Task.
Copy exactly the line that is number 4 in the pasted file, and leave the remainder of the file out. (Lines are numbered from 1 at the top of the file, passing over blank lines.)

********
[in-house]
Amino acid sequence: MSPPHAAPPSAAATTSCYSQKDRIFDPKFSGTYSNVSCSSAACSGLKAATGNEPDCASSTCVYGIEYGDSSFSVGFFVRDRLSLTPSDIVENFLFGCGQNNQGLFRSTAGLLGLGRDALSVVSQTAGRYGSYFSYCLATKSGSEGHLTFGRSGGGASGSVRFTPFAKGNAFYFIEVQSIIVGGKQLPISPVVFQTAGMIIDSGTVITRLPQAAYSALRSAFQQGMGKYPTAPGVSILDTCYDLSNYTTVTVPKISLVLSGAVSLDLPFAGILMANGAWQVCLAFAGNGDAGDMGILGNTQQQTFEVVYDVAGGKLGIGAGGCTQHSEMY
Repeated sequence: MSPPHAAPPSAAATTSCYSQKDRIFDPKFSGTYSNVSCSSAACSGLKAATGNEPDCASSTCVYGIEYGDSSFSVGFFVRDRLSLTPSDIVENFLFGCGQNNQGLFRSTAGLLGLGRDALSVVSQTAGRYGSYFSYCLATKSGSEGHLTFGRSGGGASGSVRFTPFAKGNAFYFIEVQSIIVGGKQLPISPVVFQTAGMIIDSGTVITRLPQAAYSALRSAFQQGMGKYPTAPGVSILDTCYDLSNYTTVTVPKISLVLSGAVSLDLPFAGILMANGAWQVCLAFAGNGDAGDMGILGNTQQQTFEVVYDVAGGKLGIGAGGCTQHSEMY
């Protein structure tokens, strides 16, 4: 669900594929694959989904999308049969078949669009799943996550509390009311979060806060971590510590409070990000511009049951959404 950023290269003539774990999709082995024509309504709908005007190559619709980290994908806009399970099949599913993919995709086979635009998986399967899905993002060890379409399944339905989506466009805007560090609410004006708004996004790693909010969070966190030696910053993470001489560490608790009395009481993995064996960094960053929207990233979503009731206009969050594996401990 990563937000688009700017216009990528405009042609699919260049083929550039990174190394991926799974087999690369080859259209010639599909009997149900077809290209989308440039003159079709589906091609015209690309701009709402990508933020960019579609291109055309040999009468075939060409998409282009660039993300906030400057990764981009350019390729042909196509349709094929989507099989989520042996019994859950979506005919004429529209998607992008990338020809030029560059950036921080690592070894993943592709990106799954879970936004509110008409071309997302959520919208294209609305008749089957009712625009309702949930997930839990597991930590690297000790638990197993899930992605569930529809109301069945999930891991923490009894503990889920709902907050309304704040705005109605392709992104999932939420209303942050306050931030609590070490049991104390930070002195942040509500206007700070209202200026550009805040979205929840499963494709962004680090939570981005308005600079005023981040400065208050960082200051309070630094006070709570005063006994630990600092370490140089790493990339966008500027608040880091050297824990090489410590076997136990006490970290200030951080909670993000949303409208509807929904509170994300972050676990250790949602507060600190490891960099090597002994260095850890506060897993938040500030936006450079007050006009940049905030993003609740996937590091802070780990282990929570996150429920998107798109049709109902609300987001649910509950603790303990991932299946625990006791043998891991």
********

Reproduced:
């Protein structure tokens, strides 16, 4: 669900594929694959989904999308049969078949669009799943996550509390009311979060806060971590510590409070990000511009049951959404 950023290269003539774990999709082995024509309504709908005007190559619709980290994908806009399970099949599913993919995709086979635009998986399967899905993002060890379409399944339905989506466009805007560090609410004006708004996004790693909010969070966190030696910053993470001489560490608790009395009481993995064996960094960053929207990233979503009731206009969050594996401990 990563937000688009700017216009990528405009042609699919260049083929550039990174190394991926799974087999690369080859259209010639599909009997149900077809290209989308440039003159079709589906091609015209690309701009709402990508933020960019579609291109055309040999009468075939060409998409282009660039993300906030400057990764981009350019390729042909196509349709094929989507099989989520042996019994859950979506005919004429529209998607992008990338020809030029560059950036921080690592070894993943592709990106799954879970936004509110008409071309997302959520919208294209609305008749089957009712625009309702949930997930839990597991930590690297000790638990197993899930992605569930529809109301069945999930891991923490009894503990889920709902907050309304704040705005109605392709992104999932939420209303942050306050931030609590070490049991104390930070002195942040509500206007700070209202200026550009805040979205929840499963494709962004680090939570981005308005600079005023981040400065208050960082200051309070630094006070709570005063006994630990600092370490140089790493990339966008500027608040880091050297824990090489410590076997136990006490970290200030951080909670993000949303409208509807929904509170994300972050676990250790949602507060600190490891960099090597002994260095850890506060897993938040500030936006450079007050006009940049905030993003609740996937590091802070780990282990929570996150429920998107798109049709109902609300987001649910509950603790303990991932299946625990006791043998891991």